Whether you are a United States senator or an everyday citizen, if you own a house you almost certainly have a yard. And, how you keep that yard affects your neighbors. Although neighborhood lawn disputes may only rarely break into a physical altercation, they do turn into litigation with somewhat more frequency. Indeed, these disputes are frequent enough that a legal encyclopedia has a 126-page entry cataloguing cases where neighbors have sued over trees and shrubbery that encroached on their property. This law leads to some surprising results.
Imagine a pear tree next to your property line. The trunk is on your neighbor’s property, but part of the tree overhangs your property. All you have to do is reach up and grab those pears for your lunch. Wait! Not so fast. The usual rule is that the entire tree belongs to whoever owns the property where the trunk is located and that includes those pears.
Rats, you can’t have the pears. But, now that you think about it, the limbs on that pear tree are pretty low and pretty numerous. In short, they are a danger to persons on your property. You would just cut off the limbs, but some guy on the radio told you the entire tree belonged to your neighbor, Now, I have good news. Go ahead and cut those limbs. In a surprising number of cases, people have sued for a court order to force neighbors to cut overhanging tree limbs. Paraphrasing just a little, the judicial opinions read something like this:
We are a busy and expensive part of your government. Every day, we hear cases where people’s lives, liberty, and fortunes hang in the balance. Cut those limbs yourself and bother us no more.
This result has come to be known as the Massachusetts Rule, although one wonders what it is about the Bay State that these disputes have happened enough that the resulting rule is named after the state. What about the falling leaves and other detritus from your neighbor’s tree? It’s too bad for you. The courts have uniformly ruled that the natural debris from a tree or even a whole bunch of trees does not constitute a nuisance that the tree owner needs to abate. As a personal aside to my neighbor . . . sorry about all those leaves my tree has left in your yard, but the law made me do it.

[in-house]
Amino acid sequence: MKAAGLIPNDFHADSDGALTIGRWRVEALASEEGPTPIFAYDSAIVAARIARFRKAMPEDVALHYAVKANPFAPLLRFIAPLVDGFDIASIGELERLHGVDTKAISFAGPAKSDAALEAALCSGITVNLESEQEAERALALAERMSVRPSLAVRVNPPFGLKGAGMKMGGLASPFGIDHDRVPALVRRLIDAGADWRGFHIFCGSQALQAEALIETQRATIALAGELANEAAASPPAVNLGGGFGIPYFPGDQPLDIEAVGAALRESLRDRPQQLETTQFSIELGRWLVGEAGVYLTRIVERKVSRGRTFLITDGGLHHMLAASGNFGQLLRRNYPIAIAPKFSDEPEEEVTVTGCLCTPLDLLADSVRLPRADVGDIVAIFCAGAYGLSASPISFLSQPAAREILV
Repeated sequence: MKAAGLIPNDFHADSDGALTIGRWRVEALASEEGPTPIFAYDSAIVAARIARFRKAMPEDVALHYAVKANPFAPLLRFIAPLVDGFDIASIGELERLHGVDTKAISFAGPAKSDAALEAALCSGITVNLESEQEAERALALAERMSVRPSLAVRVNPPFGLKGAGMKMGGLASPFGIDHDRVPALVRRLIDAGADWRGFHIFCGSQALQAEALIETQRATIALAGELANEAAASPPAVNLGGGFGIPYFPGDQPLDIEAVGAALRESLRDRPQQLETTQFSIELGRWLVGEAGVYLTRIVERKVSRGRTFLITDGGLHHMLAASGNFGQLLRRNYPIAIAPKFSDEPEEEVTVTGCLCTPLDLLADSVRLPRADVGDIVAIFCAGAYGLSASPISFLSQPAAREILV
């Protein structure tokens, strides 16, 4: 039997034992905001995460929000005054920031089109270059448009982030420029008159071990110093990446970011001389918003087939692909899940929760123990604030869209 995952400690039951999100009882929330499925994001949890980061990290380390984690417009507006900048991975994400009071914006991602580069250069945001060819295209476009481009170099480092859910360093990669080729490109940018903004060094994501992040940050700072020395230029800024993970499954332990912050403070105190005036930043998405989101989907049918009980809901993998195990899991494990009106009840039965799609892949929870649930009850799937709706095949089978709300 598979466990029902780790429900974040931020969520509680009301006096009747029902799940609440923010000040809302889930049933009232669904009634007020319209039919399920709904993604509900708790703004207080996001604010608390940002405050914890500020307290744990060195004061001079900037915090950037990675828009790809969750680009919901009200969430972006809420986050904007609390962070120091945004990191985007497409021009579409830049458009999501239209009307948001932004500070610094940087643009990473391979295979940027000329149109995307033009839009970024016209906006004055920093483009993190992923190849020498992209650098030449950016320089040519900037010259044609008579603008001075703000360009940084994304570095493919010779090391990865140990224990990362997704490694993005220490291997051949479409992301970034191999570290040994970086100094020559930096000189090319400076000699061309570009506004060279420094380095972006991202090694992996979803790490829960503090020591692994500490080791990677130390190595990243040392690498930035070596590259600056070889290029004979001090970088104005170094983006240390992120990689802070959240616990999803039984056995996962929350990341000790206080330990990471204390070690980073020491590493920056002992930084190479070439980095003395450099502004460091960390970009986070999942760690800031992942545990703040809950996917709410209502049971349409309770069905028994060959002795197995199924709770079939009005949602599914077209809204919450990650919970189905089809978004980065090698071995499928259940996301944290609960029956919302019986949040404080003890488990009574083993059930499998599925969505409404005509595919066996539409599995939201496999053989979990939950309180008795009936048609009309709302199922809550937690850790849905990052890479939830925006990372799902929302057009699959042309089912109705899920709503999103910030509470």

This commentary so far should strike you as just being barely to the good side of batty. What lessons do these cases teach us other than that there are always people who will sue over the smallest provocation? The cases have their roots in a peculiarly American view of property law. The amount at stake does not matter. The persons involved do not matter. Property rights are property rights. A necessary corollary is that a property dispute between neighbors is no different than a property dispute between strangers.
Not all legal systems take this approach. Some treat disputes between neighbors as a special category of legal problems. South Africa may have the most developed specialized neighbors law, resting on the idea that the right to use one’s property extends only so far as there is a duty on the neighbor to tolerate the use. Put more simply, your use of your property affects your neighbors. Don’t be a jerk.
Scottish law similarly has recognized that neighbors owe special duties to each other. In Scotland, an action that may be justified against a stranger might not be justified against a neighbor. Scottish law goes even farther by imposing a positive duty sometimes to help neighbors under a “common interest” doctrine. Neighbors may have affirmative obligations to maintain a common wall or preserve a pathway that gives access to another’s property.
It is neither likely nor necessarily desirable that U.S. law follow these countries and move toward a specialized neighbors law. But, these international examples do remind us that it is cooperation and not fences that make the best neighbors.